I’m still trying to get my brain around the letter that Rep. Steve Garrett, R-N.J., and other Republican members of his House Financial Services Subcommittee sent to SEC chairman Mary Schapiro on March 17, advising her “not to move forward with a fiduciary rule.” It seems the House Republicans don’t feel that the SEC has “…identified and defined clear problems that would justify a rulemaking and does not have a solid basis up which to move forward.”
(See Melanie Waddell’s news report on the letter from Rep. Garrett and other members of his House Financial Services Subcommittee on Capital Markets and Government Sponsored Enterprises.)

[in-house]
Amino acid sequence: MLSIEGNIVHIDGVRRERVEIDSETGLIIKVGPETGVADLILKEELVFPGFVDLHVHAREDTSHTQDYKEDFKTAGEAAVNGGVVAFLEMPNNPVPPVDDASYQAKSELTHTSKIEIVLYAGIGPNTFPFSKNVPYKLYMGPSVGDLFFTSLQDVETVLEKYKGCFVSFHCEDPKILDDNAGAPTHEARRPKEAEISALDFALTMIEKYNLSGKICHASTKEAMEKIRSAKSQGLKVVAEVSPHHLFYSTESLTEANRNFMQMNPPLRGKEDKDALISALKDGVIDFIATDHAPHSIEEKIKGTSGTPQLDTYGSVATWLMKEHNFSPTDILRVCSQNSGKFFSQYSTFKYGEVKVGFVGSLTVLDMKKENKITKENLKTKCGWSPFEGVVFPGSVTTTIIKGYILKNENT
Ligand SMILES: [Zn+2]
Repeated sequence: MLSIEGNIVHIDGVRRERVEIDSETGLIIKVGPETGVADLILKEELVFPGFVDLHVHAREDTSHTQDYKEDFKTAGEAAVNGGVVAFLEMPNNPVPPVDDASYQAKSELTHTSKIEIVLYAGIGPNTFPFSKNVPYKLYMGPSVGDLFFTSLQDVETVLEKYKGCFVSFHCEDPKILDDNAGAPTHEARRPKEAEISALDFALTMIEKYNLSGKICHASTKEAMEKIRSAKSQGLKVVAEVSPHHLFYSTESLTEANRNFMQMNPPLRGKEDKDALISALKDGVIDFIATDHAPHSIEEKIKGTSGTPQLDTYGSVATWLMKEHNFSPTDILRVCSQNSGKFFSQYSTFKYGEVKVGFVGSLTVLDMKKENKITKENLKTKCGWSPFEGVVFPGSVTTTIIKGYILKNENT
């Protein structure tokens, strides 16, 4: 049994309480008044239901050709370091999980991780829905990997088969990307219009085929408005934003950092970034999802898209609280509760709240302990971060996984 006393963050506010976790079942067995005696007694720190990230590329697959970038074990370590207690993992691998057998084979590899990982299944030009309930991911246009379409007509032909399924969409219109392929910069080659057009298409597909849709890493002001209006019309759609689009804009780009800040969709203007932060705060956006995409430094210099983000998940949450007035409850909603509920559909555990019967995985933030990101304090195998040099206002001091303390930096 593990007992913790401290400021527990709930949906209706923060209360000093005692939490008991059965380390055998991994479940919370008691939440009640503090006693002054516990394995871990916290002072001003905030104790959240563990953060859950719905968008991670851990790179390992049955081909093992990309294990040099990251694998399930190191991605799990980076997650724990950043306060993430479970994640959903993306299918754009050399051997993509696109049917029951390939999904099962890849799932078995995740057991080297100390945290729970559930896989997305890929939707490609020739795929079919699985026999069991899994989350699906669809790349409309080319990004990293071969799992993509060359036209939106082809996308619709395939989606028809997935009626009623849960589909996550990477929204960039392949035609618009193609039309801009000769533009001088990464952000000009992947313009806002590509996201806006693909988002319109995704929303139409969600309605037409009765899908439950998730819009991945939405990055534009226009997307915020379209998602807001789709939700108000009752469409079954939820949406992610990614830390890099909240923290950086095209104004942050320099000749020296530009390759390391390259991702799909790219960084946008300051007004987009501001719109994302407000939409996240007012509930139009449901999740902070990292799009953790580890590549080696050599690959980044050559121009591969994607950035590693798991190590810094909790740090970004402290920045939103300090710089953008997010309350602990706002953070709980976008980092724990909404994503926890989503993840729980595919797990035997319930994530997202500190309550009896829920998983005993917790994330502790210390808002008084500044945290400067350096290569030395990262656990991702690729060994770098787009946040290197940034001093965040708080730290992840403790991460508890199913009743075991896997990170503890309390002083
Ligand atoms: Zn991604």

For its part, Garrett’s subcommittee is going to hold hearings on the matter, including on the issue of a new SRO (they didn’t specify for whom), and further suggested that the SEC conduct its own “thorough” cost-benefit analysis of the whole reregulation of brokers. Aside from the transparent delaying tactic of the Republicans (no doubt in some way inspired by SIFMA to gain more time to garner support for FINRA as the SRO for RIAs), the suggestion seems quite reasonable: Who wouldn’t want to see a clear comparison of the potential benefits of new regulations versus the costs they are likely to incur? After all, the Federal budget (and its corresponding budget deficit) has filled out a bit in recent years, and the Republicans seem to feel the need to at least slow the expansion.